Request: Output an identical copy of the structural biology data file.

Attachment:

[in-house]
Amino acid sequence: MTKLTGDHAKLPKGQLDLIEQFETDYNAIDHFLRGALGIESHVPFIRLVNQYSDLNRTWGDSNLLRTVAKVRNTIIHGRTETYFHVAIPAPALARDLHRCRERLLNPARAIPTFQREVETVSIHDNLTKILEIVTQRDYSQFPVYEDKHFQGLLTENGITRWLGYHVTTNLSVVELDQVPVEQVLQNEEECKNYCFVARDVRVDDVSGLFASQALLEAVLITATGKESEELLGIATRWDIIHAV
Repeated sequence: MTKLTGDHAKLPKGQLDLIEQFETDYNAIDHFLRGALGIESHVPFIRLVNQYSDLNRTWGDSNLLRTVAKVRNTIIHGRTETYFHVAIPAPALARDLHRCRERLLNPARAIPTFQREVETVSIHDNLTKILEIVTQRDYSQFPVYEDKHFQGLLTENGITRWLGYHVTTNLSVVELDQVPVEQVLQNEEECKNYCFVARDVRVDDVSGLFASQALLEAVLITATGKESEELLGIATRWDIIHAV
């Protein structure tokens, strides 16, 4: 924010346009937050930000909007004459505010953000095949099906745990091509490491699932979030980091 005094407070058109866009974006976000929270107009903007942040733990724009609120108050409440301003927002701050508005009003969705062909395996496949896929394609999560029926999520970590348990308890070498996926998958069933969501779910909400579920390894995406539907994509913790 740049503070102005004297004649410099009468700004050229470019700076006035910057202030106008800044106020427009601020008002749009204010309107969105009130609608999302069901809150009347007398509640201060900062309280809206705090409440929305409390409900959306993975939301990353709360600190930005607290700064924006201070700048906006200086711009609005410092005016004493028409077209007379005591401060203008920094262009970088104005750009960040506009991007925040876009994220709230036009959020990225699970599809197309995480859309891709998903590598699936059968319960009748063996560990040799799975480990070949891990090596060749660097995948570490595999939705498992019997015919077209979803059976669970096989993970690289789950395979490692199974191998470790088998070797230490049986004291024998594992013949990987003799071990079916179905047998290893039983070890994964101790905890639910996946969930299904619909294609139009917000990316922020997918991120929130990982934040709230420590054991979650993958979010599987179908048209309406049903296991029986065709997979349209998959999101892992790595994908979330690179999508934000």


[in-house]
Amino acid sequence: MTKLTGDHAKLPKGQLDLIEQFETDYNAIDHFLRGALGIESHVPFIRLVNQYSDLNRTWGDSNLLRTVAKVRNTIIHGRTETYFHVAIPAPALARDLHRCRERLLNPARAIPTFQREVETVSIHDNLTKILEIVTQRDYSQFPVYEDKHFQGLLTENGITRWLGYHVTTNLSVVELDQVPVEQVLQNEEECKNYCFVARDVRVDDVSGLFASQALLEAVLITATGKESEELLGIATRWDIIHAV
Repeated sequence: MTKLTGDHAKLPKGQLDLIEQFETDYNAIDHFLRGALGIESHVPFIRLVNQYSDLNRTWGDSNLLRTVAKVRNTIIHGRTETYFHVAIPAPALARDLHRCRERLLNPARAIPTFQREVETVSIHDNLTKILEIVTQRDYSQFPVYEDKHFQGLLTENGITRWLGYHVTTNLSVVELDQVPVEQVLQNEEECKNYCFVARDVRVDDVSGLFASQALLEAVLITATGKESEELLGIATRWDIIHAV
């Protein structure tokens, strides 16, 4: 924010346009937050930000909007004459505010953000095949099906745990091509490491699932979030980091 005094407070058109866009974006976000929270107009903007942040733990724009609120108050409440301003927002701050508005009003969705062909395996496949896929394609999560029926999520970590348990308890070498996926998958069933969501779910909400579920390894995406539907994509913790 740049503070102005004297004649410099009468700004050229470019700076006035910057202030106008800044106020427009601020008002749009204010309107969105009130609608999302069901809150009347007398509640201060900062309280809206705090409440929305409390409900959306993975939301990353709360600190930005607290700064924006201070700048906006200086711009609005410092005016004493028409077209007379005591401060203008920094262009970088104005750009960040506009991007925040876009994220709230036009959020990225699970599809197309995480859309891709998903590598699936059968319960009748063996560990040799799975480990070949891990090596060749660097995948570490595999939705498992019997015919077209979803059976669970096989993970690289789950395979490692199974191998470790088998070797230490049986004291024998594992013949990987003799071990079916179905047998290893039983070890994964101790905890639910996946969930299904619909294609139009917000990316922020997918991120929130990982934040709230420590054991979650993958979010599987179908048209309406049903296991029986065709997979349209998959999101892992790595994908979330690179999508934000």